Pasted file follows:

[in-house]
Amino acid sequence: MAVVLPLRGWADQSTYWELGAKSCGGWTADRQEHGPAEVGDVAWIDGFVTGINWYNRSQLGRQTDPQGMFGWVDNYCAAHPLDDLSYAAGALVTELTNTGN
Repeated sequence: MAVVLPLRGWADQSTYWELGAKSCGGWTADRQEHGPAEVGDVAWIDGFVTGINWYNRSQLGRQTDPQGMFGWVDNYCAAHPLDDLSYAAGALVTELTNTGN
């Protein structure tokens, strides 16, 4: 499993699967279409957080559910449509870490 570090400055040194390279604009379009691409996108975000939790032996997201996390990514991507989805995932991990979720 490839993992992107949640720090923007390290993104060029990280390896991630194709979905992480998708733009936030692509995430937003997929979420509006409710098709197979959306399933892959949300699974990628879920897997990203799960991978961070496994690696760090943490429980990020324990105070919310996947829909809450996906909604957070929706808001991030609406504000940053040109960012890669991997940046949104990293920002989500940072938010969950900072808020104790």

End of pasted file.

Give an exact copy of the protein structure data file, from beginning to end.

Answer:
[in-house]
Amino acid sequence: MAVVLPLRGWADQSTYWELGAKSCGGWTADRQEHGPAEVGDVAWIDGFVTGINWYNRSQLGRQTDPQGMFGWVDNYCAAHPLDDLSYAAGALVTELTNTGN
Repeated sequence: MAVVLPLRGWADQSTYWELGAKSCGGWTADRQEHGPAEVGDVAWIDGFVTGINWYNRSQLGRQTDPQGMFGWVDNYCAAHPLDDLSYAAGALVTELTNTGN
């Protein structure tokens, strides 16, 4: 499993699967279409957080559910449509870490 570090400055040194390279604009379009691409996108975000939790032996997201996390990514991507989805995932991990979720 490839993992992107949640720090923007390290993104060029990280390896991630194709979905992480998708733009936030692509995430937003997929979420509006409710098709197979959306399933892959949300699974990628879920897997990203799960991978961070496994690696760090943490429980990020324990105070919310996947829909809450996906909604957070929706808001991030609406504000940053040109960012890669991997940046949104990293920002989500940072938010969950900072808020104790």